This is my immediate reaction to the recent events:

nobody can take away the importance that the man and his music have had on my life, but equally, i can not be compelled to participate in what his legacy has become. everything that has been done in his name since december of 1993 has been less than what the man himself did. no musician or composer has effectively enhanced the legacy that zappa created during his life. homage has been paid, some fine music has been made, souls have been stirred…. but none of it has moved the needle in comparison to the actual works that zappa oversaw during his lifetime. nothing that the zft ever does will enhance his legacy. nothing that his lox of a son tries to do with his cute little cover band. and frankly, nothing that *any* of the people playing zappa’s music since his death will *ever* do will matter one iota in comparison to the actual legacy of zappa’s own work. i’m content with that, and content with taking the odds that there is a chance that i might live to see zappa’s music set free to inspire the world in an active way. but ironically, in the 21st century, his widow has forced musicians around the world into the same situation endured by those living under the communist regimes of the soviet union, china, czechoslovakia, east germany, and other oppressive regimes where zappa’s music was spoken of in hushed tones and played out of earshot in secret locations. it is officially ILLEGAL to perform certain music without a dispensation from the authorities.

Rochefort Festival Wrap Up – Finale

I will be looking over the previous posts and inserting images, and cleaning up text, fixing typos and misspelled names, and maybe editing some dupe info and omissions.  Otherwise, that is the story from beautiful Rochefort, France.  Some really amazing and dedicated people run a very ambitious festival, the artists are treated very well, and the results are very enjoyable for both the audience and the artists.

What I have tried to relate is my experience, my reality, and my observations during a week where I made a point to stay open and positive at every moment.  That is probably the thing I am proudest of.  Many bass players could have done a better job with the music, would have had an easier time, and been able to contribute more.  I am what I am: a person in love with music and the bass, who has had the good fortune to be able to express that in some very interesting venues.  Whether that is the intimate “Never Open Books” of New Haven, or Cafe Nine, or an outdoor festival stage in France, I try to bring the same ethic.  I owe my friends from New Haven Improvisors Collective a huge debt of gratitude, and maybe none more than drummer Steve Zieminski.  Playing bass alongside him for the past two years has allowed me to grow as a bassist, and trust my instincts more than ever.  As I approach 50 years old, that is not an easy thing to do.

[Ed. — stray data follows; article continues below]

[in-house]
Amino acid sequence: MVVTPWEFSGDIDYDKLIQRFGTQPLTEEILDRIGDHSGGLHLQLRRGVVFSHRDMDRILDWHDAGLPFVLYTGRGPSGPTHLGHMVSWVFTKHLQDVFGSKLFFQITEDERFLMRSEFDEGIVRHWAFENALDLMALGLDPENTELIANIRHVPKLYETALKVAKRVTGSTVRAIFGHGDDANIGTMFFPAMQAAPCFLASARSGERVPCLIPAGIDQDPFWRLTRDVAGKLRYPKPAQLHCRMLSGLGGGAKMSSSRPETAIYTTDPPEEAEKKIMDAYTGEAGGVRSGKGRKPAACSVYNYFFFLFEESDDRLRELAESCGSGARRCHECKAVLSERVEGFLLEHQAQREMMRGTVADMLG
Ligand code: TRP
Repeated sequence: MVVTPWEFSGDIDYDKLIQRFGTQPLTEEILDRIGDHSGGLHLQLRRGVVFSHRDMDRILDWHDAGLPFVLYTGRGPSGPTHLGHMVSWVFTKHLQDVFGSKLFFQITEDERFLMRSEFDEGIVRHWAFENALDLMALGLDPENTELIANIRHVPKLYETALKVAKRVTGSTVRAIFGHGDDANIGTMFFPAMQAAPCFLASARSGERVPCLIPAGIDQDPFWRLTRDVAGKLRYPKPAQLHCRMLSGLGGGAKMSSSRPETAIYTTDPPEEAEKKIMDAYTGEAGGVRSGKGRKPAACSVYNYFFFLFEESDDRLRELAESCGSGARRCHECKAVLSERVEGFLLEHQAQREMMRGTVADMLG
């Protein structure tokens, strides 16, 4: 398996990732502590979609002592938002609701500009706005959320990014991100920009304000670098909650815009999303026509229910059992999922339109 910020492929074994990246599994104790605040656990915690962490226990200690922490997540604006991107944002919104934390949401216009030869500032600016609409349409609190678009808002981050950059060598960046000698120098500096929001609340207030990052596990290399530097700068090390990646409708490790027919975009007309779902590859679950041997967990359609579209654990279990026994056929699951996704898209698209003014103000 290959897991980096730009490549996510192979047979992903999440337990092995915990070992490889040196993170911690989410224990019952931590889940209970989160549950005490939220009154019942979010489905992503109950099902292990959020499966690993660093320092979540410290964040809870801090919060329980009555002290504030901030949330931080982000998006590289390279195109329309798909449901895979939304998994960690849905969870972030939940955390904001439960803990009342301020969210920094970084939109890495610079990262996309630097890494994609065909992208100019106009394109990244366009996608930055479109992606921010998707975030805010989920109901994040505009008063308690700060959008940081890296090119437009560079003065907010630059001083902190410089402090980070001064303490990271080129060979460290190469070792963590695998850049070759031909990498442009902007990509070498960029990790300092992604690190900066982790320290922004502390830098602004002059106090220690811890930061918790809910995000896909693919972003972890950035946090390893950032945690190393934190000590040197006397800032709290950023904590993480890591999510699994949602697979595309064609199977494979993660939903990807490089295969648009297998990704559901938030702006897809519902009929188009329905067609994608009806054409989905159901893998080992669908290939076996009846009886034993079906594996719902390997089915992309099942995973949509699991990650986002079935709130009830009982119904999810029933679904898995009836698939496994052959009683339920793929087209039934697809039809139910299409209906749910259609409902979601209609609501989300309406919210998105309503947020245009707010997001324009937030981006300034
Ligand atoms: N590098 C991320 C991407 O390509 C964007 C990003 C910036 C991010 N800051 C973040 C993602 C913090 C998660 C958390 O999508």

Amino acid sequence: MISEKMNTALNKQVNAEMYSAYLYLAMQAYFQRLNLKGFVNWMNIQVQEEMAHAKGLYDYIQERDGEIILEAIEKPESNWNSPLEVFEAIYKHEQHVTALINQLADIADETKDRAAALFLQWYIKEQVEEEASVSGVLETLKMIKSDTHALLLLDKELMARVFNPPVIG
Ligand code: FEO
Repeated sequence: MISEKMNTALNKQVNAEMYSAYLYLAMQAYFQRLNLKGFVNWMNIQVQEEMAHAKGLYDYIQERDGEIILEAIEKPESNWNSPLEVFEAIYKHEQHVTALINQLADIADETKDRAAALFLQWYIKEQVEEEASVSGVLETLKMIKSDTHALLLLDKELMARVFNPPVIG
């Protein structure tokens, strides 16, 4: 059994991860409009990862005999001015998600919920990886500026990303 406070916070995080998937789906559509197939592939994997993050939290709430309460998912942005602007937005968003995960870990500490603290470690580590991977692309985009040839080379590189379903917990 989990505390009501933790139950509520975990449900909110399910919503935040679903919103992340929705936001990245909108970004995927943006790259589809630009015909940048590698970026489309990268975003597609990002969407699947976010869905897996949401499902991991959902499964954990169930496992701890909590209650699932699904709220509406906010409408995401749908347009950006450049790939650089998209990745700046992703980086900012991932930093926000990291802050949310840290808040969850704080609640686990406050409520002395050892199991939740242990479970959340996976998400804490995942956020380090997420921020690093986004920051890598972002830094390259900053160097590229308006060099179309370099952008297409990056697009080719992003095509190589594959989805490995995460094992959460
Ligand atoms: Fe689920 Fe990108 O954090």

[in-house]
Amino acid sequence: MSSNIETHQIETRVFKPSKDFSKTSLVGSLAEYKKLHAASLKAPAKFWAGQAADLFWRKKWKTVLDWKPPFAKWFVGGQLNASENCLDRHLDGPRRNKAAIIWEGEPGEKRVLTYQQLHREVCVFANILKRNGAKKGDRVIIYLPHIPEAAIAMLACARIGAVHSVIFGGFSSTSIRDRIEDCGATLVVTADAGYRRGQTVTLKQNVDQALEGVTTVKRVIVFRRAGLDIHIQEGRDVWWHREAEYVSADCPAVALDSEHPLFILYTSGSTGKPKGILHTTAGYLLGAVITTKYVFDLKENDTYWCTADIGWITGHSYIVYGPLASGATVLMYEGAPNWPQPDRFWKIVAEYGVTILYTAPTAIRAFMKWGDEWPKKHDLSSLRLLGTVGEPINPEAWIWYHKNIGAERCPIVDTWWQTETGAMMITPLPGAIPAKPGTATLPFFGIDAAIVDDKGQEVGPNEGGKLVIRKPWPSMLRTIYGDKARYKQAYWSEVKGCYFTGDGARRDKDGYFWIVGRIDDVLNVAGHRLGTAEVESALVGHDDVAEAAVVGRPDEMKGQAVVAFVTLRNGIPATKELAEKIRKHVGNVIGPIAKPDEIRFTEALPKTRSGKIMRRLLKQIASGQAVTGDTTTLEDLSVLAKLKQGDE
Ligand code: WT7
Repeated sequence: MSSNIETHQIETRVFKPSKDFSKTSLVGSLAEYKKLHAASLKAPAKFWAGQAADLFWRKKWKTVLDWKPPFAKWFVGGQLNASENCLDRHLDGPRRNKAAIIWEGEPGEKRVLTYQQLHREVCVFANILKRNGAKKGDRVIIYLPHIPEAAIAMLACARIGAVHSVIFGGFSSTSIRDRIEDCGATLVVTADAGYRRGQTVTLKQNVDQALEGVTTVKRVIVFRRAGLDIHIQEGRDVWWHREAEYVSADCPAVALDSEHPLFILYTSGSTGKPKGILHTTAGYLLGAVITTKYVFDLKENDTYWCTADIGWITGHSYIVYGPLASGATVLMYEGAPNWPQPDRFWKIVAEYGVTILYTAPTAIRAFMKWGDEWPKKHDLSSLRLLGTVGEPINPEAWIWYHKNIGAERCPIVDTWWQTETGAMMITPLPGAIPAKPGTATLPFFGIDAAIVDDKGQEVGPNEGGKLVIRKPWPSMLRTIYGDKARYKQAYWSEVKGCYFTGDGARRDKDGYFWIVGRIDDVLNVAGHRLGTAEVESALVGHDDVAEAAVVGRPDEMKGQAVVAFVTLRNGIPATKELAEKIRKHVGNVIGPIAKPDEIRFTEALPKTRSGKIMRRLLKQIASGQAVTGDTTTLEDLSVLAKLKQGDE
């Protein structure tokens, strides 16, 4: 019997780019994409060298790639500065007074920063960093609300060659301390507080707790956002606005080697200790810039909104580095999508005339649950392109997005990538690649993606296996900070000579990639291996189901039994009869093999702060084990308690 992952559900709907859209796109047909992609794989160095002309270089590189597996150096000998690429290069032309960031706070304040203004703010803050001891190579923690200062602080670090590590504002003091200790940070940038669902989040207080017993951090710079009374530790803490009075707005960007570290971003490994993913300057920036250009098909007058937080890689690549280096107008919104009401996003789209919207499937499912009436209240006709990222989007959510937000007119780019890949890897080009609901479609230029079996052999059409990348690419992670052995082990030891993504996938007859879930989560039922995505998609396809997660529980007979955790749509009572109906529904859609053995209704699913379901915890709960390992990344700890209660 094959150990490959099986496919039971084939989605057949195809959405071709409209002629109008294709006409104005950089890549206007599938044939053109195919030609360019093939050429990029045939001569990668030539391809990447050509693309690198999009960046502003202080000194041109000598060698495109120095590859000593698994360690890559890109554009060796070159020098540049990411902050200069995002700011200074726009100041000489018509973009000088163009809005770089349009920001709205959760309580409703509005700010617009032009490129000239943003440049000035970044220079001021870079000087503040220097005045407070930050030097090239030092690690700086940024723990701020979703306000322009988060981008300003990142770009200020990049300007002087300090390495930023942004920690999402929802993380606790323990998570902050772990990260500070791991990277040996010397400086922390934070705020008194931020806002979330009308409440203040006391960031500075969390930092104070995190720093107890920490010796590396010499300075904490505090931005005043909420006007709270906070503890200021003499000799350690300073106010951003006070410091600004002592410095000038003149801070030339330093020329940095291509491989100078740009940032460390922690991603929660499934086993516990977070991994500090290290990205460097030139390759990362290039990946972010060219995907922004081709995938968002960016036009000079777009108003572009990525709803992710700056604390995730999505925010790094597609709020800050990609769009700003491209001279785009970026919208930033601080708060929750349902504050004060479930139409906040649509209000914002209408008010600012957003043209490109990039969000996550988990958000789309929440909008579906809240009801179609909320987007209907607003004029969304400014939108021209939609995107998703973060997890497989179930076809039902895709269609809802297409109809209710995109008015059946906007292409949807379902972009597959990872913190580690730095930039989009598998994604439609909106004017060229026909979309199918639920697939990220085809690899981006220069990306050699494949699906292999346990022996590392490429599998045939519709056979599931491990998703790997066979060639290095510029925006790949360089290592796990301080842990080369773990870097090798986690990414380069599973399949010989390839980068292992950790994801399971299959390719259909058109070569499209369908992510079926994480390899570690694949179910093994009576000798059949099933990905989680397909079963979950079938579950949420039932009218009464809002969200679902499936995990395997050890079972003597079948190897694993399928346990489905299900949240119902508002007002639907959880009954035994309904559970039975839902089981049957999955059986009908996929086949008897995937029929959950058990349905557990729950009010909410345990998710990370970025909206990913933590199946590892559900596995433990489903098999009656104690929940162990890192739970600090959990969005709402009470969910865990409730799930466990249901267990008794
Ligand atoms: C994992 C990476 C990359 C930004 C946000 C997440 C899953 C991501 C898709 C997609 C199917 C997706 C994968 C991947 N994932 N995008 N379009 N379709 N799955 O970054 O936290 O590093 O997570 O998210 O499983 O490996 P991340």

From the beginning of this trip I have focused on the concept of being open, in the way that one opens their heart to the opportunity and does not try to mold the experience to their will.  My work with NHIC, or DOOT!, or the Sawtelles, or Lys Guillorn…. and others has been a fantastic training ground for that approach.  An experience like the one I just had at Rochefort is a type of validation.  Likewise, it was dependent on encountering other with the same generosity of spirit, the same patience, and the same willingness to set out on a journey and trust that you will work as hard as they will to reach the destination.  I was fortunate to encounter those people at every step of the way, in circumstances where it would have been easy to cop an attitude or cede to some negative element.  It simply never happened.

I would be remiss to not mention, again, what a pleasure it was to work with Napoleon Murphy Brock.  The timing of this event was very opportune, as the time that has elapsed since Zappanale 20 in 2009 has allowed me to make some observations and allow my cynical voice to recede.  Napoleon is a world class performer, educator, musician and person.  He does that on his terms, and I can’t say that I would want to be tied to those terms, but in an instance like this it was his stability and patience and focus that created a safe haven when other situations were spiraling into disarray.  And hell… I held down a flimsy canopy in a driving storm on an electrified stage in hopes of him not being speared through the neck with a broken piece of aluminum!  So there is always that 🙂

With hopes for continued musical adventure,

Bon Journee’